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Tax proposal on books spells bad news for library system


AMHERST – Cumberland County’s chief librarian is concerned that putting provincial taxes on printed products could mean fewer books for the system’s seven branches.

Cumberland County’s chief librarian, Denise Corey, is concerned that putting provincial taxes on printed products could mean fewer books for the system’s seven branches.

Denise Corey said if the province moves forward with putting the provincial portion of the HST on printed products in the spring budget, it could cost the Cumberland Public Libraries approximately $8,300 – equivalent to the large print and teen collections.

“We would have to reduce the amount of books we buy by probably 400 or so books,” Corey said. “We spend between $83,000 and $86,000 a year on books, magazines and other things. Right now we pay the federal portion of the tax, but get most of it back as a rebate. No one pays the provincial portion of the tax.”

Corey expressed her concerns to Finance Minister Diana Whalen when she was in Amherst recently, while Cumberland Regional Library Board chairman Frank Balcom sent the minister a letter saying it would have a severe effect on the purchasing power of libraries in the province.

The chief librarian said increasing taxes on books and magazines would also hinder literacy rates.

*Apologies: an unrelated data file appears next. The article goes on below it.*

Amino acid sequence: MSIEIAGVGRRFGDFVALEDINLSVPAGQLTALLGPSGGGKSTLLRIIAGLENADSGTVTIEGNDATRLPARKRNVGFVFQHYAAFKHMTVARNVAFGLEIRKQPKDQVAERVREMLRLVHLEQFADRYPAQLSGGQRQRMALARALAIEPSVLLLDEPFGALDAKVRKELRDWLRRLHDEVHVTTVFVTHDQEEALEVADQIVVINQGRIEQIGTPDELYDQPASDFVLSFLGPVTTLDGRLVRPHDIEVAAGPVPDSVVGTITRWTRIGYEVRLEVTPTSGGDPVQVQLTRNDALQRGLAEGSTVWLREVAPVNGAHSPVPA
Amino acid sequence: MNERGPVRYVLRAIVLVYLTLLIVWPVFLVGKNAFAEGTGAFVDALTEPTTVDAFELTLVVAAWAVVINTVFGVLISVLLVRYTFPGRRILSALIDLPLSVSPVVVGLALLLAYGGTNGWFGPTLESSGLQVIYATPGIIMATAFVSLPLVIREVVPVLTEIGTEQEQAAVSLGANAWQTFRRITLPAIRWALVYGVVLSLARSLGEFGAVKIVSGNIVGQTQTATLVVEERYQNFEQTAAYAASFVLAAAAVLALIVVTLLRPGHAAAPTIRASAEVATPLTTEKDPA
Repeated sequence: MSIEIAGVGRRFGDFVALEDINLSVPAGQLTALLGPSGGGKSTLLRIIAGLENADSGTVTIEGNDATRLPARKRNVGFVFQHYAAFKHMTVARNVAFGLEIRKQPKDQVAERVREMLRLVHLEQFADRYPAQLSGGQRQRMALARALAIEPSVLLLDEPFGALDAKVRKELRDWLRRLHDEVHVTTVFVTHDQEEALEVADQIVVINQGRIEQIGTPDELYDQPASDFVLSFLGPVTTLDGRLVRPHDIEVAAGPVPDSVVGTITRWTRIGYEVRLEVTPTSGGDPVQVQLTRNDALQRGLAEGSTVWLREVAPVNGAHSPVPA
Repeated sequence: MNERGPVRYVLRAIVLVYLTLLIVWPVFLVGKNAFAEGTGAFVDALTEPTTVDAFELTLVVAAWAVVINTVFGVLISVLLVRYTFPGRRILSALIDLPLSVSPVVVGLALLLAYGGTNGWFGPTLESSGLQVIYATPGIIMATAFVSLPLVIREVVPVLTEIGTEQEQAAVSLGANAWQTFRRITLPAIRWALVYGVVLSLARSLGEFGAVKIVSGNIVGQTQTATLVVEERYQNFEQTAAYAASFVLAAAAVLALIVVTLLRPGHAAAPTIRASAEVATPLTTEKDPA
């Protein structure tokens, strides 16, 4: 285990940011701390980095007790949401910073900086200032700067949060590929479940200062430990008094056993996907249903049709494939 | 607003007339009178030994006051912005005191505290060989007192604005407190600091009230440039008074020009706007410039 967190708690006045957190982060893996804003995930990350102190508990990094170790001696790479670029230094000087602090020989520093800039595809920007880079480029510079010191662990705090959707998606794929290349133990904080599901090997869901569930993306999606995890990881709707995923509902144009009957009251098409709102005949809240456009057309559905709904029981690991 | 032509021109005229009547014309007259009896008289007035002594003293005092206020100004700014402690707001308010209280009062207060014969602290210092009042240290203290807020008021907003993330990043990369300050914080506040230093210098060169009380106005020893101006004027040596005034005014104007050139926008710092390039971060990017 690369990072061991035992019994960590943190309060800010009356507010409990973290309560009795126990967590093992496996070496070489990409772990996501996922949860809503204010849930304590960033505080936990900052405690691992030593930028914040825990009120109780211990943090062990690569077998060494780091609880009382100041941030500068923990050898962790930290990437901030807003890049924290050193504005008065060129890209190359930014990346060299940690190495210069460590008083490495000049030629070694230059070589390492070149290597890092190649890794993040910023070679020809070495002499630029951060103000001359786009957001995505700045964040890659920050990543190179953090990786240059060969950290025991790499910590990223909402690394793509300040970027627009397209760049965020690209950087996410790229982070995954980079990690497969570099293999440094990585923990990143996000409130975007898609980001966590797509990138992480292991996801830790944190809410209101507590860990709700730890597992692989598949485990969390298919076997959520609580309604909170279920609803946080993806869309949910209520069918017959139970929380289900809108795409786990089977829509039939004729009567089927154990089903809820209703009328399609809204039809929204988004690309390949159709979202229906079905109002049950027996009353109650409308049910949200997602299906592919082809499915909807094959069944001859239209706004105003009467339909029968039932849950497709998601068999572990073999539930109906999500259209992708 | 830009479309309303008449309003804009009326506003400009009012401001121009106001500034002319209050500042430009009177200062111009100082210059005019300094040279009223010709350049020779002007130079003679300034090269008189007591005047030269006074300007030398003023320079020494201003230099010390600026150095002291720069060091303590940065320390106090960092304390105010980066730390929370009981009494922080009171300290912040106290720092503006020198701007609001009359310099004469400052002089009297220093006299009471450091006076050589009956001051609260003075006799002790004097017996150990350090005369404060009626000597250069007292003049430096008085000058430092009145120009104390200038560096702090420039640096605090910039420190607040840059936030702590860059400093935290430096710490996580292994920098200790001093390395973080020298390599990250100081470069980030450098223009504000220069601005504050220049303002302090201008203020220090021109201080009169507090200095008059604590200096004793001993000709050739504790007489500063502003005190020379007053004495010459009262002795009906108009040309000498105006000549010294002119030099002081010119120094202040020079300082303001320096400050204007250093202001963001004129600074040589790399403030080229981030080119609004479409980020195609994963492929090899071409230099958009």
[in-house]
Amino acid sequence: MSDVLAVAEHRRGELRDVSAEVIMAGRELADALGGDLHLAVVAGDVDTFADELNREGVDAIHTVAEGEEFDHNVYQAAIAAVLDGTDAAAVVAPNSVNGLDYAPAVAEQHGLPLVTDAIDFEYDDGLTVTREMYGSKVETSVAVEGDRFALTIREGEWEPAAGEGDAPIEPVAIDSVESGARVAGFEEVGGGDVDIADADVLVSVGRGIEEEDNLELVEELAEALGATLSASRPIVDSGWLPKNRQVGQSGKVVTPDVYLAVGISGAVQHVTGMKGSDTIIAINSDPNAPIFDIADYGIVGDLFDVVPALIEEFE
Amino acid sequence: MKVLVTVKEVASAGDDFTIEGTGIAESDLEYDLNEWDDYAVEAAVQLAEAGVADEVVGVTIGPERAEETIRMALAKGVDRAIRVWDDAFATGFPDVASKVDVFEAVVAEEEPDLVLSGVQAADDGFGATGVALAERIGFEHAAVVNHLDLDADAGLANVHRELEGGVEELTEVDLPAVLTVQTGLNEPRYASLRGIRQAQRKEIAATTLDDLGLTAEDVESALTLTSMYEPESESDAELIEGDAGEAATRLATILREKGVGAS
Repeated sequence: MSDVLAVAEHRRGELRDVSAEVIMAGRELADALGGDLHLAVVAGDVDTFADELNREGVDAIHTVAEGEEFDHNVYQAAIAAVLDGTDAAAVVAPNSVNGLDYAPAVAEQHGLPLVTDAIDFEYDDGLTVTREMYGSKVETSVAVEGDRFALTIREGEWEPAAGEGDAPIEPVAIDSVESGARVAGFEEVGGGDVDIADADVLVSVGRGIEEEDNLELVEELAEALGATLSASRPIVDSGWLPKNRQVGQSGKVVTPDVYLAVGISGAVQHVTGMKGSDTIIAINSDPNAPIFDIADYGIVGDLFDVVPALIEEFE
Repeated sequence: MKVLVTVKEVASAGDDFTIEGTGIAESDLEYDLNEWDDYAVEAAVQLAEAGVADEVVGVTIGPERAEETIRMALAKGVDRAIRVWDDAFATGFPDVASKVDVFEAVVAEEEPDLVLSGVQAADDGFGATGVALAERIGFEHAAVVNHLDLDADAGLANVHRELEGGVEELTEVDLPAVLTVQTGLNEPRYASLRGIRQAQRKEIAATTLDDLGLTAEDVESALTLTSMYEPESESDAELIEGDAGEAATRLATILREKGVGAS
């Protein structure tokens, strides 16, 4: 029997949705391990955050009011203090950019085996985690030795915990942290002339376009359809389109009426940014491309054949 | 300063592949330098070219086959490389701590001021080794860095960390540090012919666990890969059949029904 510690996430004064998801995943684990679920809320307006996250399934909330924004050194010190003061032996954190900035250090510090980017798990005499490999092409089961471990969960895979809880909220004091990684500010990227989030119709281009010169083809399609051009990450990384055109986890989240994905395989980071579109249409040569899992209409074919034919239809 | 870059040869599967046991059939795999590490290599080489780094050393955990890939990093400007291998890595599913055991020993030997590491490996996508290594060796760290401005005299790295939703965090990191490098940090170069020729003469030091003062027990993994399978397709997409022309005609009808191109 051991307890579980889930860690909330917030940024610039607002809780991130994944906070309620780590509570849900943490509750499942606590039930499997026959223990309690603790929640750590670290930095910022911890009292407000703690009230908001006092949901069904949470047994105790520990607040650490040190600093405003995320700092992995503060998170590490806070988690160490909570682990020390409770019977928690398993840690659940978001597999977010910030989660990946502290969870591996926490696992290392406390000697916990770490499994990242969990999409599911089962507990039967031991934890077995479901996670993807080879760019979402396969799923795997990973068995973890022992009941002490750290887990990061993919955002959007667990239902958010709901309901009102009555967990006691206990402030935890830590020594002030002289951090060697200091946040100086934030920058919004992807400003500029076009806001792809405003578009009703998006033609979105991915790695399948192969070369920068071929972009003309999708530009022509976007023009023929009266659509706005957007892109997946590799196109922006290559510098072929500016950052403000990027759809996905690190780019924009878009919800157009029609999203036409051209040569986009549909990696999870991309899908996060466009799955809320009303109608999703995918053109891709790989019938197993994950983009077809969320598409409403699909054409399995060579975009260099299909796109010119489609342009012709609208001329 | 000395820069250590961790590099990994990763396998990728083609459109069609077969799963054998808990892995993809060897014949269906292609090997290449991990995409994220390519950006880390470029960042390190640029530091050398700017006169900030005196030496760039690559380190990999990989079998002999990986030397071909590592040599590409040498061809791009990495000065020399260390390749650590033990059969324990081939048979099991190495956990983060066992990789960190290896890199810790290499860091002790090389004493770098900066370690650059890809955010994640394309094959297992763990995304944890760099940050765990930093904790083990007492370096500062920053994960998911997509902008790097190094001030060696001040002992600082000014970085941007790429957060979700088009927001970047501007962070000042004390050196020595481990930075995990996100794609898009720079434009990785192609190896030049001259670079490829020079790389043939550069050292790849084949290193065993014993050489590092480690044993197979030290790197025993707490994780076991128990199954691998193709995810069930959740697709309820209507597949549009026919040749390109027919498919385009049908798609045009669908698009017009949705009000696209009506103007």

“Literacy rates in Nova Scotia are already not great. If you are taking something away that makes being literate easier how is this going to help?” Corey said.

Presently, when someone buys a printed book, they pay the five per cent federal GST, but the 10 per cent share from the province is a point of sale rebate, meaning they aren’t charged the provincial portion.

Other items with a point of sale rebate include children’s clothing shoes and diapers, feminine hygiene products and residential energy – something the NDP removed during their four years in power.

Released in November, the review of the province’s tax system by lawyer Laurel Broten made 22 recommendations based on taxes and 20 recommendations on provincial fees.

“That recommendation from the Broten report seems to me to be targeting women and those who are of a lower socio-economic status,” Corey said. “I know the Nova Scotia economy is in trouble but are you going to build on the backs of our poorest people. There is study after study that says reading to children helps make them better readers, but adding to the cost of books and magazines is going to prevent some from purchasing books and magazines.

“People will say no one’s using libraries anymore, but I can tell you we had more than 130,000 items taken out last year and people always want new stuff,” Corey said.

Library funding increased a little last year, but she said it had been frozen for three years. She said library use in Cumberland County remains steady with 27 per cent of the county’s 31,000 having active library cards, meaning they’ve used a card in the last three years.

There has also been a 20 per cent increase in attendance at library programs.

darrell.cole@tc.tc

Twitter: @ADNdarrell

 

 

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